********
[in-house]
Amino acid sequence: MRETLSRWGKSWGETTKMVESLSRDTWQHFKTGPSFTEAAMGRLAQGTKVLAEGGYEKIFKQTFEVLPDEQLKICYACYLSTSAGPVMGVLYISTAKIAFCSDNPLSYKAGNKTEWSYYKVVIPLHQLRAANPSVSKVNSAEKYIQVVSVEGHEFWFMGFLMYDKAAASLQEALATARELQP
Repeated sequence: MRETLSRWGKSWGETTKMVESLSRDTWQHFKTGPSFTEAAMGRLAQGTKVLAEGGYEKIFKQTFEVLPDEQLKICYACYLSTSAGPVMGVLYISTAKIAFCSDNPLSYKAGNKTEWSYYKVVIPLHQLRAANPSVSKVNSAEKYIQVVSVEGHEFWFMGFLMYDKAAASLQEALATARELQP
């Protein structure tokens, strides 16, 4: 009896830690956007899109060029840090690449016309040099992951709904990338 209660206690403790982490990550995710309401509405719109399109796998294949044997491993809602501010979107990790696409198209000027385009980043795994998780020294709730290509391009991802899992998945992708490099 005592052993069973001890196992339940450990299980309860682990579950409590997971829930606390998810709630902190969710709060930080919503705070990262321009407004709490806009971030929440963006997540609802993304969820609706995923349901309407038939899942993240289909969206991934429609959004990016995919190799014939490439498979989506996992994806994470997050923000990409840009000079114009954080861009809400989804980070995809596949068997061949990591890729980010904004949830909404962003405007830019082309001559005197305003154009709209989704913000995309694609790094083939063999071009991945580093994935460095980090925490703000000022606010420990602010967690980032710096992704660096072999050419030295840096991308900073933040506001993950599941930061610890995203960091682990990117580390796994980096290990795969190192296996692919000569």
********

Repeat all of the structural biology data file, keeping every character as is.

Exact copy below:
[in-house]
Amino acid sequence: MRETLSRWGKSWGETTKMVESLSRDTWQHFKTGPSFTEAAMGRLAQGTKVLAEGGYEKIFKQTFEVLPDEQLKICYACYLSTSAGPVMGVLYISTAKIAFCSDNPLSYKAGNKTEWSYYKVVIPLHQLRAANPSVSKVNSAEKYIQVVSVEGHEFWFMGFLMYDKAAASLQEALATARELQP
Repeated sequence: MRETLSRWGKSWGETTKMVESLSRDTWQHFKTGPSFTEAAMGRLAQGTKVLAEGGYEKIFKQTFEVLPDEQLKICYACYLSTSAGPVMGVLYISTAKIAFCSDNPLSYKAGNKTEWSYYKVVIPLHQLRAANPSVSKVNSAEKYIQVVSVEGHEFWFMGFLMYDKAAASLQEALATARELQP
């Protein structure tokens, strides 16, 4: 009896830690956007899109060029840090690449016309040099992951709904990338 209660206690403790982490990550995710309401509405719109399109796998294949044997491993809602501010979107990790696409198209000027385009980043795994998780020294709730290509391009991802899992998945992708490099 005592052993069973001890196992339940450990299980309860682990579950409590997971829930606390998810709630902190969710709060930080919503705070990262321009407004709490806009971030929440963006997540609802993304969820609706995923349901309407038939899942993240289909969206991934429609959004990016995919190799014939490439498979989506996992994806994470997050923000990409840009000079114009954080861009809400989804980070995809596949068997061949990591890729980010904004949830909404962003405007830019082309001559005197305003154009709209989704913000995309694609790094083939063999071009991945580093994935460095980090925490703000000022606010420990602010967690980032710096992704660096072999050419030295840096991308900073933040506001993950599941930061610890995203960091682990990117580390796994980096290990795969190192296996692919000569």